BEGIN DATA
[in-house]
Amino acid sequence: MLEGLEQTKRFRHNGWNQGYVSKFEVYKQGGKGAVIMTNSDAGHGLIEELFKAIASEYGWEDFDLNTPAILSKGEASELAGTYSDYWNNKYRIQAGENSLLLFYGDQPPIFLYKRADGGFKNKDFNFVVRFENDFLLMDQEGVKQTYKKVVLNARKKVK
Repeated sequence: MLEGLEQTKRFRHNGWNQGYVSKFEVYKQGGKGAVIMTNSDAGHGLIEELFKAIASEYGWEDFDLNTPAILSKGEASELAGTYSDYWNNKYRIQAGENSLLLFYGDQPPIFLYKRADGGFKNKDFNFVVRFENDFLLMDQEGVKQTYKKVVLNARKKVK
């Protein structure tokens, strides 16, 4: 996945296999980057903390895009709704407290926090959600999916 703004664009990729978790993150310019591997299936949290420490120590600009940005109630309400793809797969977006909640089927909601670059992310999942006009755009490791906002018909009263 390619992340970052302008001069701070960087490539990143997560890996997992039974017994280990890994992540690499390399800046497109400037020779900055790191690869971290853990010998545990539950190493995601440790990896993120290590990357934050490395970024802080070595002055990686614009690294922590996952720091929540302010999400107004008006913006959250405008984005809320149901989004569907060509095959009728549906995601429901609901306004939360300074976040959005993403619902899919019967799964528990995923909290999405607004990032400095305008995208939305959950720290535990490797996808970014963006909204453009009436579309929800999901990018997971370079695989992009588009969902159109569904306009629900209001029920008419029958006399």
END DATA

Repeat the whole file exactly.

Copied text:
[in-house]
Amino acid sequence: MLEGLEQTKRFRHNGWNQGYVSKFEVYKQGGKGAVIMTNSDAGHGLIEELFKAIASEYGWEDFDLNTPAILSKGEASELAGTYSDYWNNKYRIQAGENSLLLFYGDQPPIFLYKRADGGFKNKDFNFVVRFENDFLLMDQEGVKQTYKKVVLNARKKVK
Repeated sequence: MLEGLEQTKRFRHNGWNQGYVSKFEVYKQGGKGAVIMTNSDAGHGLIEELFKAIASEYGWEDFDLNTPAILSKGEASELAGTYSDYWNNKYRIQAGENSLLLFYGDQPPIFLYKRADGGFKNKDFNFVVRFENDFLLMDQEGVKQTYKKVVLNARKKVK
């Protein structure tokens, strides 16, 4: 996945296999980057903390895009709704407290926090959600999916 703004664009990729978790993150310019591997299936949290420490120590600009940005109630309400793809797969977006909640089927909601670059992310999942006009755009490791906002018909009263 390619992340970052302008001069701070960087490539990143997560890996997992039974017994280990890994992540690499390399800046497109400037020779900055790191690869971290853990010998545990539950190493995601440790990896993120290590990357934050490395970024802080070595002055990686614009690294922590996952720091929540302010999400107004008006913006959250405008984005809320149901989004569907060509095959009728549906995601429901609901306004939360300074976040959005993403619902899919019967799964528990995923909290999405607004990032400095305008995208939305959950720290535990490797996808970014963006909204453009009436579309929800999901990018997971370079695989992009588009969902159109569904306009629900209001029920008419029958006399």